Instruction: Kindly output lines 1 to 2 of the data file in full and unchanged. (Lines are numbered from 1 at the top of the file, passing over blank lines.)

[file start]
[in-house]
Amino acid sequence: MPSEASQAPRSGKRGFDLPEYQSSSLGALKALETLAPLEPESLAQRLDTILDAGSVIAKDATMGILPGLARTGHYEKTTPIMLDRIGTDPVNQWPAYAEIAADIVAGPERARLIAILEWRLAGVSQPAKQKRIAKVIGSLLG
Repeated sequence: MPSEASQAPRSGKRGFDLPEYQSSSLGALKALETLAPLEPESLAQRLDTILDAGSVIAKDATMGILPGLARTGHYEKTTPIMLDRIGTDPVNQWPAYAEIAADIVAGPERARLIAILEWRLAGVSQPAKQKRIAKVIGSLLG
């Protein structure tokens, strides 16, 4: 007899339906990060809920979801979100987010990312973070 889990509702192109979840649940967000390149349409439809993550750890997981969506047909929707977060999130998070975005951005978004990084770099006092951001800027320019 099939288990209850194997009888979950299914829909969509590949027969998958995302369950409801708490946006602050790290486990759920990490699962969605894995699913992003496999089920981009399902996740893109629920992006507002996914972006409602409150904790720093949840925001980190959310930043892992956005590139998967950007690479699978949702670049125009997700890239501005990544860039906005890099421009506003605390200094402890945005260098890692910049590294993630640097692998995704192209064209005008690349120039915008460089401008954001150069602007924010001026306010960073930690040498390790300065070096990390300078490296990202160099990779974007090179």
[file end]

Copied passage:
[in-house]
Amino acid sequence: MPSEASQAPRSGKRGFDLPEYQSSSLGALKALETLAPLEPESLAQRLDTILDAGSVIAKDATMGILPGLARTGHYEKTTPIMLDRIGTDPVNQWPAYAEIAADIVAGPERARLIAILEWRLAGVSQPAKQKRIAKVIGSLLG